Sword - P-rich iron - Iron Age - Switzerland

Marianne. Senn (EMPA, Dübendorf, Zurich, Switzerland) & Christian. Degrigny (HE-Arc CR, Neuchâtel, Neuchâtel, Switzerland)

Stratigraphic representation: none 

Fig. 4: Stratigraphic representation of the object in cross-section using the MiCorr application. This representation can be compared to Fig. 9.

Analyses performed:
Metallography (nital etched), Vickers hardness testing, LA-ICP-MS, SEM/EDX.

The remaining metal is a P-rich (0.2 mass%) iron (Table 1) with long parallel slag inclusions (Fig. 4) concentrated on one side of the blade. The slag inclusions are composed of wüstite/FeO dendrites and fayalite/Fe2SiO4 in a glassy matrix (Fig. 5 and Table 2). Their chemical composition is typical for iron produced by the bloomery process (dominated by iron oxides and silica). It is difficult to identify the ore type from the slag composition. Interestingly in one case the slag composition is very specific (alumina and P-rich material). After etching, the metal shows a ferritic structure (Fig. 6). The grain size is variable (between ASTM grain sizes of 4 to 7) and some grains include Neumann bands (Fig. 7). A large crack has developed through the metal section (Figs. 3 and 6). The average hardness of the metal (HV1 185) is quite high for a wrought iron. The level of hardness and Neumann bands are typical for a P-rich iron. Neumann bands are said to develop by cold working and shock deformation. According to Swiss and McDonnell 2003 they form when little cold work is carried out. Distortion (grain deformation) after cold working starts to be apparent in iron after a reduction in thickness of between 30-40%. Since no grain deformation is visible, the present reduction is probably a little less than this range.


Elements V Cr Mn P Co Ni Cu As Ag
Median mg/kg < 5 10 2200 140 270 500 260 <
Detection limit mg/kg 1 4 1 50 1 1 1 2 0.1
RSD % - 56 48 10 14 16 37 15 -

Table 1: Chemical composition of the metal. Method of analysis: LA-ICP-MS, Lab Analytical Chemistry, Empa (for details see Devos et al. 2000).


Location MgO Al2O3 SiO2 P2O5 K2O CaO TiO2 MnO FeO Total SiO2/Al2O3
Wüstite in glass 0.7 2.1 15 2.7 < 0.6 < < 87 109 7.2

Wüstite and fayalite in glass

< 4.8 24 0.7 1 1.4 < < 70 103 5.0

Wüstite and fayalite in glass

0.6 2.7 23 1.8 < 0.8 < < 69 98 8.4
Fayalite in glass < 5.6 26 2.8 0.8 1.4 < < 72 110 4.8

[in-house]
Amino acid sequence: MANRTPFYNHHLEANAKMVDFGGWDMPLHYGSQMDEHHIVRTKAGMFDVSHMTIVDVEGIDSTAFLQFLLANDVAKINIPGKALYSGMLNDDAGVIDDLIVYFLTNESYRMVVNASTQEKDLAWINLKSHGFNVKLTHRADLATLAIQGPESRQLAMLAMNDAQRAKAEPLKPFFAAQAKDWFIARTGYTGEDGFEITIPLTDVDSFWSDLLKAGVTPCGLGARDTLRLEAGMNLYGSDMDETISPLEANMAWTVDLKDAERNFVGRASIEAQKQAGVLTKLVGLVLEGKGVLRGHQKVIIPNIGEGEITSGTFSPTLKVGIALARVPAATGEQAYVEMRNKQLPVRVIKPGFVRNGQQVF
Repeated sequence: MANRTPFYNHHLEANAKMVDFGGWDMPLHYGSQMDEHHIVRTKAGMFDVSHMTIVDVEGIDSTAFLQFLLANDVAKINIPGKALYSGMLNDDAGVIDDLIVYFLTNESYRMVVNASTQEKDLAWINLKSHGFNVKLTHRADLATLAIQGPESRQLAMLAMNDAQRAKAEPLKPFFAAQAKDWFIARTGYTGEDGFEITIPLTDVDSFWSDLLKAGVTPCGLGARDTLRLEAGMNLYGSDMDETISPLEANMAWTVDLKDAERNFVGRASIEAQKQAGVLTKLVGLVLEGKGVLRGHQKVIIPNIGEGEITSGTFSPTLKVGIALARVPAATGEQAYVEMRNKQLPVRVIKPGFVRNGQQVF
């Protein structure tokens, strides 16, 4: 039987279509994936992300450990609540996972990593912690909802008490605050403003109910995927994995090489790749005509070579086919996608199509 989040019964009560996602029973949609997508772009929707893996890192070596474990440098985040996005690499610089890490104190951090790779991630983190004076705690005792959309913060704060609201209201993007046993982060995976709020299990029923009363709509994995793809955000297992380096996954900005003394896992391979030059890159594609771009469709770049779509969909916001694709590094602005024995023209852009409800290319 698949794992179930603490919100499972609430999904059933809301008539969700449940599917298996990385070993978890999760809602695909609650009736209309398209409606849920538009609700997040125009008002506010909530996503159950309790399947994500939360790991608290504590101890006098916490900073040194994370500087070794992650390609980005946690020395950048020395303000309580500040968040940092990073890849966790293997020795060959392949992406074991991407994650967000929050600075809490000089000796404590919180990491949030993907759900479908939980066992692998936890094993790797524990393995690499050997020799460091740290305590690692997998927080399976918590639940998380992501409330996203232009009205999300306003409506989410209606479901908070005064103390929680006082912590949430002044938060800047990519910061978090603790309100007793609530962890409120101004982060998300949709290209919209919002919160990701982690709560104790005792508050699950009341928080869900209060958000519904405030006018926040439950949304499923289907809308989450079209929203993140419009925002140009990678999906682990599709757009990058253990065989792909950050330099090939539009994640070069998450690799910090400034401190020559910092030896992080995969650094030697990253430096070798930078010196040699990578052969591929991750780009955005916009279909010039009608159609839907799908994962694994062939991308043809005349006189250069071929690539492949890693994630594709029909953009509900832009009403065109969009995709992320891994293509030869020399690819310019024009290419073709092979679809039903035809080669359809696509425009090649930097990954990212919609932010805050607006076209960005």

Fayalite phase 0.8 1.0 31 1.2 0.7 1.1 < 0.8 69 106 33
Fayalite in glass < 8.8 24 3.2 1.0 1.4 0.6 < 66 106 2.8

Table 2: Chemical composition of the slag inclusions (mass%) at the tip (pearlite) and the body (ferrite) of the knife. Method of analysis: SEM/EDX, Laboratory of Analytical Chemistry, Empa.

The remaining metal, including the large crack, is covered by a thin, fissured corrosion crust (Figs. 3, 4, 5 and 9). The corrosion crust is thicker on the side containing the long slag inclusions (Fig. 3). In bright field and in the BSD-mode of the SEM image only light and dark-grey areas can be distinguished (Figs. 4 and 9). Under polarised light the corrosion products appear yellow-orange near the metal surface and then become successively dark-red and black. The outer layer is orange-yellow, as is the inner one (Fig. 8). There is a correlation between the level of grey in SEM/BSD-mode, the colours under polarised light, and the chemical composition of the corrosion layer (Table 3, Figs. 8 and 9). The lighter the grey of the SEM/BSD-mode, or the colours (light-brown and red) under polarised light, the richer the area is in Fe and the more depleted it is in O. Surprisingly the inner corrosion layer is contaminated with Si, Al and O.



O Si Fe Total
Light or dark-red corrosion products (CP3i) 25 1.6 67 94
Light or dark-red corrosion products (CP3i) 32 < 74 108
Dark or dark-red corrosion products (CP2i) 41 < 67 109

Table 3: Chemical composition (mass %) of the corrosion layer (from Fig. 8). Method of analysis: SEM/EDX, Laboratory of Analytical Chemistry, Empa.

Corrected stratigraphic representation: none

The sword blade is made of a hard, P-rich iron. It displays poor workmanship compared to other Celtic swords. The metal was first hot worked followed by a final cold working. The corrosion layer, typical of terrestrial context, has been partially removed by the conservation treatment. The possible use of air abrasive cleaning with glass beads and aluminium oxide, or the use of abrading tools, could explain the enrichment in Si and Al of the surface.

References on object and sample

References object

1. Senn Bischofberger, M. (2005) Das Schmiedehandwerk im nordalpinen Raum von der Eisenzeit bis ins frühe Mittelalter. Internationale Archäologie, Naturwissenschaft und Technologie Bd. 5, (Rahden/Westf.), 30.

References sample

2. Senn Bischofberger, M. (2005) Das Schmiedehandwerk im nordalpinen Raum von der Eisenzeit bis ins frühe Mittelalter. Internationale Archäologie, Naturwissenschaft und Technologie Bd. 5, (Rahden/Westf.), 240-242.

References on analytic methods and interpretation

3. Swiss, A. J. and McDonnell, J.G. (2003) Evidence and interpretation of cold working in ferritic iron. International Conference, Archaeometallurgy in Europe 2003, Proceedings, vol. 1, Milan, 209-217.